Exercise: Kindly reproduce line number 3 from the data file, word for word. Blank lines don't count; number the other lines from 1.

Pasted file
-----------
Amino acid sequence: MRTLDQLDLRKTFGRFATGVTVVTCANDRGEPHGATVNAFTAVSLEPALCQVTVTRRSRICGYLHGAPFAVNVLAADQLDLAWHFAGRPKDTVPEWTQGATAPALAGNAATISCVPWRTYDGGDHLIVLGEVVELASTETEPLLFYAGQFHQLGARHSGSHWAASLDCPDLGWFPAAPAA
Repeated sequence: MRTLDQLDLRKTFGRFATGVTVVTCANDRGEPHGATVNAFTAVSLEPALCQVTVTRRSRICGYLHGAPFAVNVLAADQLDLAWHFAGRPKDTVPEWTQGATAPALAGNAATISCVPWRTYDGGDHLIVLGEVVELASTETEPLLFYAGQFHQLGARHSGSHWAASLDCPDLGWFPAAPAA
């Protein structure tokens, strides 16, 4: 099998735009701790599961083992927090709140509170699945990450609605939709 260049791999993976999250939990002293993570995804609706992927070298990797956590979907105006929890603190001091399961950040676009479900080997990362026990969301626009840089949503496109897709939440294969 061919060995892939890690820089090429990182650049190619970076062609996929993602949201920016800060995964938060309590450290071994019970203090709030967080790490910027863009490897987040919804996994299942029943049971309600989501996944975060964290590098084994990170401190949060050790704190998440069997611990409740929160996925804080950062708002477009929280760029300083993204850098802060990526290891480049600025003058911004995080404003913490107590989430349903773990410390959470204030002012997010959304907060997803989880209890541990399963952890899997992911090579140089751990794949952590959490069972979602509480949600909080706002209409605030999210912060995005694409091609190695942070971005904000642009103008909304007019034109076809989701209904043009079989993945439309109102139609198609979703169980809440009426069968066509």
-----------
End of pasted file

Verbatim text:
């Protein structure tokens, strides 16, 4: 099998735009701790599961083992927090709140509170699945990450609605939709 260049791999993976999250939990002293993570995804609706992927070298990797956590979907105006929890603190001091399961950040676009479900080997990362026990969301626009840089949503496109897709939440294969 061919060995892939890690820089090429990182650049190619970076062609996929993602949201920016800060995964938060309590450290071994019970203090709030967080790490910027863009490897987040919804996994299942029943049971309600989501996944975060964290590098084994990170401190949060050790704190998440069997611990409740929160996925804080950062708002477009929280760029300083993204850098802060990526290891480049600025003058911004995080404003913490107590989430349903773990410390959470204030002012997010959304907060997803989880209890541990399963952890899997992911090579140089751990794949952590959490069972979602509480949600909080706002209409605030999210912060995005694409091609190695942070971005904000642009103008909304007019034109076809989701209904043009079989993945439309109102139609198609979703169980809440009426069968066509």